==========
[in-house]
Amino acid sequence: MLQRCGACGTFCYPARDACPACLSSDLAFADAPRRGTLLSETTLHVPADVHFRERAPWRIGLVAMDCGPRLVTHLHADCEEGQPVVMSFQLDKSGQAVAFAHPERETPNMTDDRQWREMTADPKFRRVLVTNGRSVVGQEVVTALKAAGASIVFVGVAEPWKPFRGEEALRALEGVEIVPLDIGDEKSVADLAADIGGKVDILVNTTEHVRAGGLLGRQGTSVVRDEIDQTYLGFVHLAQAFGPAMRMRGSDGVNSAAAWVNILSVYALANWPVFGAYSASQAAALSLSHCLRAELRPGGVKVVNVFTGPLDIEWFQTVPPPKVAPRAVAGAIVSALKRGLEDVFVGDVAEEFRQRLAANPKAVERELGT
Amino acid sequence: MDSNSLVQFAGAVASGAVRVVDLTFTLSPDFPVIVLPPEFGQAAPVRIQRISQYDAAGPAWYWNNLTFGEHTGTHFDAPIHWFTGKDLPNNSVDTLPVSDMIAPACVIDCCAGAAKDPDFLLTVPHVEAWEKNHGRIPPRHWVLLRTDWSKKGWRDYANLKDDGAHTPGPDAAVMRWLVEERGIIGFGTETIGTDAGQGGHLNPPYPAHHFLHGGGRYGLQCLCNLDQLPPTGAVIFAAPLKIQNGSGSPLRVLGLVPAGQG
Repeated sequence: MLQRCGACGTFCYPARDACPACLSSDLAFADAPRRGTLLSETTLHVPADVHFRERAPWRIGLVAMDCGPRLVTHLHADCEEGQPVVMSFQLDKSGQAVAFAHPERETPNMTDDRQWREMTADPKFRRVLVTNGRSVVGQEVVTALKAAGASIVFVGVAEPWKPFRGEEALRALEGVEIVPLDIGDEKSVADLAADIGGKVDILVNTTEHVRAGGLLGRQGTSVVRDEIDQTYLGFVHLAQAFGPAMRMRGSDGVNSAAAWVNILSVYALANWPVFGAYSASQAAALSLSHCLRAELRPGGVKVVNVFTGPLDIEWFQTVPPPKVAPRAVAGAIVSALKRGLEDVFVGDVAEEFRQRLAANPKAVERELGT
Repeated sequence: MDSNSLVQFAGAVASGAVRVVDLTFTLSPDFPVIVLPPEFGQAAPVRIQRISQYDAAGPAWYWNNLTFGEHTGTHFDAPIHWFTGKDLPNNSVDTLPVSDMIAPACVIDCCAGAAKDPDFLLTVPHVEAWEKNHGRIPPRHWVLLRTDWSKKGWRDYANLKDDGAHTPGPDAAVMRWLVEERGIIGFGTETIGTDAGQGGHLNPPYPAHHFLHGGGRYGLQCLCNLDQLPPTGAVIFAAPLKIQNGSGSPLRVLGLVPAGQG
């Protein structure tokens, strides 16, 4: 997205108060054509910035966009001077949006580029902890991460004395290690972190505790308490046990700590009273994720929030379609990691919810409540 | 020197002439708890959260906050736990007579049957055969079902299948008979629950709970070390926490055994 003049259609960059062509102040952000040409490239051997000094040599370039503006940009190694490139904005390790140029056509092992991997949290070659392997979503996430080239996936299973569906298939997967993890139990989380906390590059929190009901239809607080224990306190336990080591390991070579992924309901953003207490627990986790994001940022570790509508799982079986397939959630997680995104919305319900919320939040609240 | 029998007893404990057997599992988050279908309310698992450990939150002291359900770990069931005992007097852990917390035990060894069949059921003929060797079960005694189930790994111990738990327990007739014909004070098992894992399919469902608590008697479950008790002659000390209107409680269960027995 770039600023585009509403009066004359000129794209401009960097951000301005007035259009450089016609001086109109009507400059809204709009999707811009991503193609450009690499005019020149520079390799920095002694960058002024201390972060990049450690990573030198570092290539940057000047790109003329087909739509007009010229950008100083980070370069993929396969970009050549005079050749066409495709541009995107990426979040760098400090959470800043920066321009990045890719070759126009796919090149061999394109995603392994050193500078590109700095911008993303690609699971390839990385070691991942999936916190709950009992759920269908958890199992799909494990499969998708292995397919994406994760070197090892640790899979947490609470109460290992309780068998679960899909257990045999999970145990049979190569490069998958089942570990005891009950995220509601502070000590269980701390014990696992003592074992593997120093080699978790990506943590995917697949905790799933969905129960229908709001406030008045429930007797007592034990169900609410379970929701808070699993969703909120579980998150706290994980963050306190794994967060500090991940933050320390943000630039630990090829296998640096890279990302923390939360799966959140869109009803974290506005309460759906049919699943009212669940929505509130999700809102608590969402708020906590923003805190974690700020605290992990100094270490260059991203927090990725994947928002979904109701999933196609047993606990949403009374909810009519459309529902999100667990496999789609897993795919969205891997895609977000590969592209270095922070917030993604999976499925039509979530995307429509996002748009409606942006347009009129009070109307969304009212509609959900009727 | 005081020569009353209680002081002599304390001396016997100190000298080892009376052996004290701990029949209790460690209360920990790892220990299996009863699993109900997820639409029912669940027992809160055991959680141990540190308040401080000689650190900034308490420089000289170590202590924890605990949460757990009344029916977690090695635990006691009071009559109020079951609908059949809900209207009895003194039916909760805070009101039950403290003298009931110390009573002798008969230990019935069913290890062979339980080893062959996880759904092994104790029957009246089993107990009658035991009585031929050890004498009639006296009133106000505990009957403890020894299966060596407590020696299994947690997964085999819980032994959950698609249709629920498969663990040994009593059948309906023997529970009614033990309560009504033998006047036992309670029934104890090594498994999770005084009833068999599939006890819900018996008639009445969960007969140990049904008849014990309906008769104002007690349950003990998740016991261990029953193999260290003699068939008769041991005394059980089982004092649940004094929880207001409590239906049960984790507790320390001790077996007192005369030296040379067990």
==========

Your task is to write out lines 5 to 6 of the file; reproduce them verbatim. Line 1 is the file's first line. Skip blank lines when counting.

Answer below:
Repeated sequence: MDSNSLVQFAGAVASGAVRVVDLTFTLSPDFPVIVLPPEFGQAAPVRIQRISQYDAAGPAWYWNNLTFGEHTGTHFDAPIHWFTGKDLPNNSVDTLPVSDMIAPACVIDCCAGAAKDPDFLLTVPHVEAWEKNHGRIPPRHWVLLRTDWSKKGWRDYANLKDDGAHTPGPDAAVMRWLVEERGIIGFGTETIGTDAGQGGHLNPPYPAHHFLHGGGRYGLQCLCNLDQLPPTGAVIFAAPLKIQNGSGSPLRVLGLVPAGQG
């Protein structure tokens, strides 16, 4: 997205108060054509910035966009001077949006580029902890991460004395290690972190505790308490046990700590009273994720929030379609990691919810409540 | 020197002439708890959260906050736990007579049957055969079902299948008979629950709970070390926490055994 003049259609960059062509102040952000040409490239051997000094040599370039503006940009190694490139904005390790140029056509092992991997949290070659392997979503996430080239996936299973569906298939997967993890139990989380906390590059929190009901239809607080224990306190336990080591390991070579992924309901953003207490627990986790994001940022570790509508799982079986397939959630997680995104919305319900919320939040609240 | 029998007893404990057997599992988050279908309310698992450990939150002291359900770990069931005992007097852990917390035990060894069949059921003929060797079960005694189930790994111990738990327990007739014909004070098992894992399919469902608590008697479950008790002659000390209107409680269960027995 770039600023585009509403009066004359000129794209401009960097951000301005007035259009450089016609001086109109009507400059809204709009999707811009991503193609450009690499005019020149520079390799920095002694960058002024201390972060990049450690990573030198570092290539940057000047790109003329087909739509007009010229950008100083980070370069993929396969970009050549005079050749066409495709541009995107990426979040760098400090959470800043920066321009990045890719070759126009796919090149061999394109995603392994050193500078590109700095911008993303690609699971390839990385070691991942999936916190709950009992759920269908958890199992799909494990499969998708292995397919994406994760070197090892640790899979947490609470109460290992309780068998679960899909257990045999999970145990049979190569490069998958089942570990005891009950995220509601502070000590269980701390014990696992003592074992593997120093080699978790990506943590995917697949905790799933969905129960229908709001406030008045429930007797007592034990169900609410379970929701808070699993969703909120579980998150706290994980963050306190794994967060500090991940933050320390943000630039630990090829296998640096890279990302923390939360799966959140869109009803974290506005309460759906049919699943009212669940929505509130999700809102608590969402708020906590923003805190974690700020605290992990100094270490260059991203927090990725994947928002979904109701999933196609047993606990949403009374909810009519459309529902999100667990496999789609897993795919969205891997895609977000590969592209270095922070917030993604999976499925039509979530995307429509996002748009409606942006347009009129009070109307969304009212509609959900009727 | 005081020569009353209680002081002599304390001396016997100190000298080892009376052996004290701990029949209790460690209360920990790892220990299996009863699993109900997820639409029912669940027992809160055991959680141990540190308040401080000689650190900034308490420089000289170590202590924890605990949460757990009344029916977690090695635990006691009071009559109020079951609908059949809900209207009895003194039916909760805070009101039950403290003298009931110390009573002798008969230990019935069913290890062979339980080893062959996880759904092994104790029957009246089993107990009658035991009585031929050890004498009639006296009133106000505990009957403890020894299966060596407590020696299994947690997964085999819980032994959950698609249709629920498969663990040994009593059948309906023997529970009614033990309560009504033998006047036992309670029934104890090594498994999770005084009833068999599939006890819900018996008639009445969960007969140990049904008849014990309906008769104002007690349950003990998740016991261990029953193999260290003699068939008769041991005394059980089982004092649940004094929880207001409590239906049960984790507790320390001790077996007192005369030296040379067990």